for the Love of Variation pt.1
Wednesday, June 24, 2009 at 9:21AM
Richard Terrell (KirbyKid) in Variation

Recently, I finished a series taking a closer, deeper look at interplay. As it turned out, even after covering interplay in the Mario Melodies series, there was still much more to talk about. Now it's time to do the same for variation.



When you value interactivity as the most important element in a video game, you begin to understand why interplay is such a big deal. To love making a difference in the (game) world by jumping on and off of every Goomba that crosses your path all in efforts to save the princess (and have a little fun along the way) IS to love mechanics, function, and gameplay. One would never say "Not if I can help it" when watching a movie. If you like making a difference, the video game medium is the right one for you. But any mechanic or amount of control that you have only becomes meaningful in context.  Afterall, what good is Mario's JUMP in a game like Tetris?

I tend to think of a game's content as being 1% the concepts/ideas and 10% mechanics. The remaining 89% comes from how the ideas and mechanics are developed/expressed throughout the game via level design or the construction of its challenges. When done properly, players get to see, do, and experience many sides, shades, and facets of their actions and the game world. When done improperly, even interesting actions and fresh ideas can become dull with repetition or disappointing from the lack of development.

If meaning can be expressed in a function, then from stories to challenges, variation is how action and function are put into a rich context. It's how we measure our progress when moving from one place to another. From point A to point B. From game start to game over. In a world built around repetition (ie. real life), recognizing how little, incremental differences add up to something extraordinary, making the journey more interesting than the destination, is how to appreciate an experience more fully.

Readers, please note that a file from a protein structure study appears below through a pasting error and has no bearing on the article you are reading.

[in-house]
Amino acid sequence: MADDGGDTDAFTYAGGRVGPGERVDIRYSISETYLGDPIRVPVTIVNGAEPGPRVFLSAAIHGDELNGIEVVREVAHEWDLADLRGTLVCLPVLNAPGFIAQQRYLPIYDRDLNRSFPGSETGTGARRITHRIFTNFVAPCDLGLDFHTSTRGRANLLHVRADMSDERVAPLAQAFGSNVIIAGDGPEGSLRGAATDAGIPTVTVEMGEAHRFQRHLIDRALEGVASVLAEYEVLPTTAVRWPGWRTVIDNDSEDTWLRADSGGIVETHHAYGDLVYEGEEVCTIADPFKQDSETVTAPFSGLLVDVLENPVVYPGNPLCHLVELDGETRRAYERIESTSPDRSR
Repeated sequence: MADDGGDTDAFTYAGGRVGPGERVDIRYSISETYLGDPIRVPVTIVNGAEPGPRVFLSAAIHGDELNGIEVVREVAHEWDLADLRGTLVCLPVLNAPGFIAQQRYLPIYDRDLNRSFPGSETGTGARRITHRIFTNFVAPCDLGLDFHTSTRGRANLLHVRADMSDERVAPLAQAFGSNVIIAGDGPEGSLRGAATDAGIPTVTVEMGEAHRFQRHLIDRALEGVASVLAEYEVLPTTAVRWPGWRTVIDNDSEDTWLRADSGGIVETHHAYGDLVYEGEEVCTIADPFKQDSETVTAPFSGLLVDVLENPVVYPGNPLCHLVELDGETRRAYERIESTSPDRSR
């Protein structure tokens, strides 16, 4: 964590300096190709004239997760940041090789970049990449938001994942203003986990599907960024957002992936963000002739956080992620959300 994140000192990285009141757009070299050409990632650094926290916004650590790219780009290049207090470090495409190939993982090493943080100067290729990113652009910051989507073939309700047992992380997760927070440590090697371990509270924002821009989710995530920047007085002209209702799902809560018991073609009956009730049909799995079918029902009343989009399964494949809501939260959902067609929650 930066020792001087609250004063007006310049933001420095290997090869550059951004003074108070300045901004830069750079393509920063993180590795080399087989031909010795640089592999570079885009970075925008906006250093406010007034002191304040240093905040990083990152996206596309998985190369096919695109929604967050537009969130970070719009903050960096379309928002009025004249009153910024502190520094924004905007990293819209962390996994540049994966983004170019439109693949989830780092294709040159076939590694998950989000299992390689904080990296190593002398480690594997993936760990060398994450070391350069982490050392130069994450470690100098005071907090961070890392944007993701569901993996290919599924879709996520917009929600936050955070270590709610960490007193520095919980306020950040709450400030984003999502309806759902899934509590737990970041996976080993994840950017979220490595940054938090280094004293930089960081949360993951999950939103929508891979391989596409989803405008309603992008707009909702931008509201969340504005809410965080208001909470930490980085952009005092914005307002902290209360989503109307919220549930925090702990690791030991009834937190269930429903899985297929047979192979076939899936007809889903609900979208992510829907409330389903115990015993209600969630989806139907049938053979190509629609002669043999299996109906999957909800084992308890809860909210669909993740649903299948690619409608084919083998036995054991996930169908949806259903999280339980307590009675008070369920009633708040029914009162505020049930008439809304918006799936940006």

Variation is recognizing that there isn't an average person or a typical day. Either you're not looking hard enough to find what's unique, or you simply don't know how to look. This means your preception is a key part in appreciating change and progression. And by coming to terms with it, you'll find that there's a great beauty in the "ordinary" and that small changes can be great changes. Change is just one of those feared forces that never gets old because we can never completely get used to. It never quite seems to settle down. Learning to live a lifetime inside the small changes of a day or a moment is wonderful. Being there as that moment flows into the next life-sized-instant is beyond wonderful. Experience this once, and nothing will every be the same.


Continuing with this series, we'll look at variation in video games specifically through the following topics:

Article originally appeared on Critical-Gaming Network (
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